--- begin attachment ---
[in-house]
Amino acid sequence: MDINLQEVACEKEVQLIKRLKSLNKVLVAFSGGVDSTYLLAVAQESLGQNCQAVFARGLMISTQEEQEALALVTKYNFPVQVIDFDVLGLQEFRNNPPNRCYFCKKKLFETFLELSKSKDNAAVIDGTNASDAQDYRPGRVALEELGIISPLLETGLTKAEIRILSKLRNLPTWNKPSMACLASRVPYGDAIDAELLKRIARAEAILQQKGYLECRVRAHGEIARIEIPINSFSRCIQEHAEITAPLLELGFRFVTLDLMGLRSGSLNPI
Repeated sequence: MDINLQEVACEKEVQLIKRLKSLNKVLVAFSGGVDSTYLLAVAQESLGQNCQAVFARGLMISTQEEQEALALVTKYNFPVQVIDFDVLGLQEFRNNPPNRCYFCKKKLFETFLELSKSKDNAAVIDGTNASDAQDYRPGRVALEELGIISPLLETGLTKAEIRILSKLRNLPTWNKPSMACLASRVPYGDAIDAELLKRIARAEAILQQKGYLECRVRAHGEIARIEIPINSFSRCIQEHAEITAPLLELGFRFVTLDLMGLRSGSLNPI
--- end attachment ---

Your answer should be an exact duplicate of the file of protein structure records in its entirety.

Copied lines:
[in-house]
Amino acid sequence: MDINLQEVACEKEVQLIKRLKSLNKVLVAFSGGVDSTYLLAVAQESLGQNCQAVFARGLMISTQEEQEALALVTKYNFPVQVIDFDVLGLQEFRNNPPNRCYFCKKKLFETFLELSKSKDNAAVIDGTNASDAQDYRPGRVALEELGIISPLLETGLTKAEIRILSKLRNLPTWNKPSMACLASRVPYGDAIDAELLKRIARAEAILQQKGYLECRVRAHGEIARIEIPINSFSRCIQEHAEITAPLLELGFRFVTLDLMGLRSGSLNPI
Repeated sequence: MDINLQEVACEKEVQLIKRLKSLNKVLVAFSGGVDSTYLLAVAQESLGQNCQAVFARGLMISTQEEQEALALVTKYNFPVQVIDFDVLGLQEFRNNPPNRCYFCKKKLFETFLELSKSKDNAAVIDGTNASDAQDYRPGRVALEELGIISPLLETGLTKAEIRILSKLRNLPTWNKPSMACLASRVPYGDAIDAELLKRIARAEAILQQKGYLECRVRAHGEIARIEIPINSFSRCIQEHAEITAPLLELGFRFVTLDLMGLRSGSLNPI